Most people are sensitive to their environments and know they are changeable, and within our power to nurture or ruin. We prefer, as examples, clean rooms over dirty rooms, rivers without sewage, and so on. What seems less clear is our sensitivity to moral environments. Moral environments are places regulated by ideas about how to be good.
These moral environments – sometimes called character – are shaped by what we find acceptable or unacceptable within ourselves, others, and our institutions. It determines our judgment about whether things are going well or badly, and our sense of what is due us, and what we owe others. These environments also shape our emotional responses by causing us to feel pride or shame, rage or gratitude, etc.
Every environment, whether it’s the earth and sky around us, our churches and legislatures, or the character of our own hearts, are best when they are balanced. That’s why gardeners take soil tests, why we have elections, and why the best love story is never about unrequited love. In unbalanced environments things don’t grow well, con artists run governments, and hearts get broken.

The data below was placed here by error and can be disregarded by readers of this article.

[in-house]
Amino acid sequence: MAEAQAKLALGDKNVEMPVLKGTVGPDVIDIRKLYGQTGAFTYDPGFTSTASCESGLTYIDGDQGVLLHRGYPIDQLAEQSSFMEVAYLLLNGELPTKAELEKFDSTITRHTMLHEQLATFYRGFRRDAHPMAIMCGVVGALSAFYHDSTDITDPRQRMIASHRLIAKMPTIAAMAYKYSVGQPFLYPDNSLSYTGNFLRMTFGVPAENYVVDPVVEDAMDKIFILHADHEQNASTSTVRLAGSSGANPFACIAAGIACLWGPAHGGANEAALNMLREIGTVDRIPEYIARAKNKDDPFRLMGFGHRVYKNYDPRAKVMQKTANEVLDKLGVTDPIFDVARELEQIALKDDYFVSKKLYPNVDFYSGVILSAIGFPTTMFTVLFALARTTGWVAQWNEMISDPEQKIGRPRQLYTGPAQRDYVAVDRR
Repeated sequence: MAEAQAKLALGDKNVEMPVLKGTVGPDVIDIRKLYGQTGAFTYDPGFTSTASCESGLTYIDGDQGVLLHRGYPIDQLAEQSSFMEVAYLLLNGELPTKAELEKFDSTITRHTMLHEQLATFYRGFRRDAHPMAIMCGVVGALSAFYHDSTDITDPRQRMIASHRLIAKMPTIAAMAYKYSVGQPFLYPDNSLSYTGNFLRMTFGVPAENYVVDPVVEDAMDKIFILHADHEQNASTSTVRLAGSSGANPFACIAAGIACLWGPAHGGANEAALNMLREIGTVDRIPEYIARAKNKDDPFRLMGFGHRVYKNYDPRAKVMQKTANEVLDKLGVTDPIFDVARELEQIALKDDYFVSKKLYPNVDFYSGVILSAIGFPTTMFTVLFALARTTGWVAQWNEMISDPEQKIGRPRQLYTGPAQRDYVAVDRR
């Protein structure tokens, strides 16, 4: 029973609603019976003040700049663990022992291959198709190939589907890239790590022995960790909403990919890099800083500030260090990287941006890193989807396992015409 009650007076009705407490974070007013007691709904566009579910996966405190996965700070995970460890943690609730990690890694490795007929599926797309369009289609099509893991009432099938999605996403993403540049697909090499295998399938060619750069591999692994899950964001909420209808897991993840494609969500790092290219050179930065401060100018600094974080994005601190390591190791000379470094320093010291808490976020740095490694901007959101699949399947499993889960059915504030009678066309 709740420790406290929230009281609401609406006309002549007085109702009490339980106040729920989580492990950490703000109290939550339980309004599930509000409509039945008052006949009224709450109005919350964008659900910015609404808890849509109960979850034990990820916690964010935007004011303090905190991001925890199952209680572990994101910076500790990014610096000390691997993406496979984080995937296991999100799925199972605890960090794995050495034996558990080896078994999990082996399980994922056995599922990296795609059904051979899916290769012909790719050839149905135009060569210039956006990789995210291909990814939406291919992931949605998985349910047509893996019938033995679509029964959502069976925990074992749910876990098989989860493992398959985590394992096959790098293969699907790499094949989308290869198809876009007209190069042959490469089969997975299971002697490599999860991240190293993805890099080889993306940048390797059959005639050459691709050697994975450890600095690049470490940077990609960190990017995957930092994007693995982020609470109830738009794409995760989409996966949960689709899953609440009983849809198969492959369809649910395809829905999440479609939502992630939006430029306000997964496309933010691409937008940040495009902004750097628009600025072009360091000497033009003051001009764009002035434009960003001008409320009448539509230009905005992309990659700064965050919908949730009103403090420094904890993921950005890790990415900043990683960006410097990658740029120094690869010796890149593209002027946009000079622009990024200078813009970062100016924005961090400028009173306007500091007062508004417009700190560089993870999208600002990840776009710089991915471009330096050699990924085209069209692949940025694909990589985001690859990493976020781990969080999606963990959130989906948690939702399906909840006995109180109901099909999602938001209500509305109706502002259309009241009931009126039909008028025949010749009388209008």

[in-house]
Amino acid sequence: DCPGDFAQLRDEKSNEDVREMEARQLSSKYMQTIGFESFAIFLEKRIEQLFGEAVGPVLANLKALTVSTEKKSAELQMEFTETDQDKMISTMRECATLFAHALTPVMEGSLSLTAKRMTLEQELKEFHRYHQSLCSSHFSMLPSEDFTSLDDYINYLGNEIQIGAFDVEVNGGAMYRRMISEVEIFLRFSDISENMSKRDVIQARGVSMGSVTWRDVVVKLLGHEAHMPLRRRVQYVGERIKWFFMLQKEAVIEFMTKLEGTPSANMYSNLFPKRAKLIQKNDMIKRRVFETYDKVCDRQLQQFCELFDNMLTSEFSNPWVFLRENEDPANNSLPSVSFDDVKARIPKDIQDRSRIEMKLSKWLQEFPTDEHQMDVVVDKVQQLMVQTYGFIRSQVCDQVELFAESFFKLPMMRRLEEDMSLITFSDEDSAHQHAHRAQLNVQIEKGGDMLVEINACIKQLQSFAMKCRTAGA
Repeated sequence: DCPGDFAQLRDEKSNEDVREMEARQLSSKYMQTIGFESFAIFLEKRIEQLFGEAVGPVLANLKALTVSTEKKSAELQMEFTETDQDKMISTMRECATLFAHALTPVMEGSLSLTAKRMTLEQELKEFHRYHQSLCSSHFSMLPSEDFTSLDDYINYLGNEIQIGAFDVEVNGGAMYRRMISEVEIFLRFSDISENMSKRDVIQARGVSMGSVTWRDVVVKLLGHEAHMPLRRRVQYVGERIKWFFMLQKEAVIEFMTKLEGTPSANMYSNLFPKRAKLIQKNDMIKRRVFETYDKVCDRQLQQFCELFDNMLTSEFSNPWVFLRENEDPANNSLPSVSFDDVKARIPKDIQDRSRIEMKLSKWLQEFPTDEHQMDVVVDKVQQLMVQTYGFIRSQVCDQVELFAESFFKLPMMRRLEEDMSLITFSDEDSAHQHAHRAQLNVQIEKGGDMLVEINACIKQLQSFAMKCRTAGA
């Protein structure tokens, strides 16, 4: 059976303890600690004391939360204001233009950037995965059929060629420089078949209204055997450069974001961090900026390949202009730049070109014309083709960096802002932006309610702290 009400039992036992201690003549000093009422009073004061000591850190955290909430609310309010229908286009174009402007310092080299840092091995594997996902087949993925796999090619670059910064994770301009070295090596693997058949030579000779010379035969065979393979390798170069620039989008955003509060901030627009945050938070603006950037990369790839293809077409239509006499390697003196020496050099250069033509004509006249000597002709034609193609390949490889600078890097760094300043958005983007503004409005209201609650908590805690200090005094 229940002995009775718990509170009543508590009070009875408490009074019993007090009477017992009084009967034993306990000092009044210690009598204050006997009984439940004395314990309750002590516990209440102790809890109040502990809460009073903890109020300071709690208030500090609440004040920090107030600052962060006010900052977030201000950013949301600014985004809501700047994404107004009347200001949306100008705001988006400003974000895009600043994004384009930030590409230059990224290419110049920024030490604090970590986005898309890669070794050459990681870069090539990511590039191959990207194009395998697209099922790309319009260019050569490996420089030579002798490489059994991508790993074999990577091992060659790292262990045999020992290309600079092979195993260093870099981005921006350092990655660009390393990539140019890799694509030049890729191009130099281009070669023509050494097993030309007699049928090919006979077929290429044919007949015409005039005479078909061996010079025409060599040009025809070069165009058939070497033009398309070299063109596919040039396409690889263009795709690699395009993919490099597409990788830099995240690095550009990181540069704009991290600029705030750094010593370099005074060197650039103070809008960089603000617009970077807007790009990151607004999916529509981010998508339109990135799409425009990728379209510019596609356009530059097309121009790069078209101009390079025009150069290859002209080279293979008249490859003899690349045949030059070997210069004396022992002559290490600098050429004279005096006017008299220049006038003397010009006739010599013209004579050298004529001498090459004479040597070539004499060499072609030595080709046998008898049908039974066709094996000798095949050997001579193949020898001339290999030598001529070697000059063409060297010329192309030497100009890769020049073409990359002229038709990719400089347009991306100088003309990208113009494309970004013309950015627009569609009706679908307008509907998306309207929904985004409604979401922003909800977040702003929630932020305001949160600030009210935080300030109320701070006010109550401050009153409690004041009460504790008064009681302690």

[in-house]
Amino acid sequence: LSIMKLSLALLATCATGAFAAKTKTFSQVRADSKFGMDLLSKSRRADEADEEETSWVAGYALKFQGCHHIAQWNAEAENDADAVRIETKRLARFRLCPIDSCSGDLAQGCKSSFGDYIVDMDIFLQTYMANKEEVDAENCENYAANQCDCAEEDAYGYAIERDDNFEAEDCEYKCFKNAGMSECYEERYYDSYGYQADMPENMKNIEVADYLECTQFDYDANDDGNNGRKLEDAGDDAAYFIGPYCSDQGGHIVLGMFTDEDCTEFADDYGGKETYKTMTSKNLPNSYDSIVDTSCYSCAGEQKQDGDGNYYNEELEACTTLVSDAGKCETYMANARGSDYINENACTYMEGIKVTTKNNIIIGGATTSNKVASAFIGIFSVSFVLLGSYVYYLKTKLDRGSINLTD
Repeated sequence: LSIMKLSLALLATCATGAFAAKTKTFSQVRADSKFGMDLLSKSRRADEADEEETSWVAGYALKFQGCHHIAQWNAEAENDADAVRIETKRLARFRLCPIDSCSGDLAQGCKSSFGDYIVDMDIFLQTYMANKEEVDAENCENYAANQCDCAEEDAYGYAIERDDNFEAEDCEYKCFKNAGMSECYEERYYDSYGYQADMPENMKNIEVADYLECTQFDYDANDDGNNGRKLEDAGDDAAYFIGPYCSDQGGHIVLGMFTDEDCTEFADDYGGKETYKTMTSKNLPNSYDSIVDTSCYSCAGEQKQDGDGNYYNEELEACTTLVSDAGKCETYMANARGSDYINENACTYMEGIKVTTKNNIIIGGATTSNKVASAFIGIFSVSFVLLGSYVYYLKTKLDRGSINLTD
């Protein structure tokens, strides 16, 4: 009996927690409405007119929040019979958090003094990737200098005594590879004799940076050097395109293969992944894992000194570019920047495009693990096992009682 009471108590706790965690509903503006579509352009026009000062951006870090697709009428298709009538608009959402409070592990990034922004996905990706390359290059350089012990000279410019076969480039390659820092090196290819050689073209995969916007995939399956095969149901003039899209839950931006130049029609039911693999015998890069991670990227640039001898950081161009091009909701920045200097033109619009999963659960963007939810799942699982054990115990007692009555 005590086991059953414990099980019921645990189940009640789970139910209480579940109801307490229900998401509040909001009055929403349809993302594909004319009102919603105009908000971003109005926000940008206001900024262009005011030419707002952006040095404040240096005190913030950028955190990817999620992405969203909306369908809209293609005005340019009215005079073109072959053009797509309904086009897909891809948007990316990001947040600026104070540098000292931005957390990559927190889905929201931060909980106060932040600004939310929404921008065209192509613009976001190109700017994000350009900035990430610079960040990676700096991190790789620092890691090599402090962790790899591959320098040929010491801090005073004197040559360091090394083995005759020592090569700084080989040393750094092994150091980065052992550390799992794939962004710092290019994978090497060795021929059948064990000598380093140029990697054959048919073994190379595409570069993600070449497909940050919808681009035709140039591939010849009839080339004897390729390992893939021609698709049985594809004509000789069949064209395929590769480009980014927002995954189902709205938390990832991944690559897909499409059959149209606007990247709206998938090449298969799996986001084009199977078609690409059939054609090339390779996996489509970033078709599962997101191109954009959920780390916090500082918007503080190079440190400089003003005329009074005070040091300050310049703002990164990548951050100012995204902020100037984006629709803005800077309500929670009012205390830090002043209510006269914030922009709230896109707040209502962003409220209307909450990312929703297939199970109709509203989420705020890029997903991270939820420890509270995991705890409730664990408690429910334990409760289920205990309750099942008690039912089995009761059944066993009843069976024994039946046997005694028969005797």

Most of us agree our current public – institutional – environments are unbalanced. But how did they get that way?
For early thinkers about morality and ethics, like Plato and St. Paul, the focus was on the condition of one’s soul, meaning one’s personal state of goodness. And for them and the myriad other thinkers who followed them, “good” institutions depend on “good” people. Competence and good character, like charity, begin at home.
Over the past 25+ years – through both Republican and Democrat Party administrations – the U.S. has fallen on nearly all measures for civility, accomplishment, and wellbeing among developed nations. Perhaps that’s because the greatest portion of our moral energy seems to go toward judging one another – and feeling outraged when the favor is returned. The consequence is that We the People believe our Constitution is a menu from which to pick and choose – “Sue the bastards!” – then complain the Judicial Branch has too much power. We’ve become a nation of judges, in and out of the courtroom.
To hell with compromise. We demand verdicts.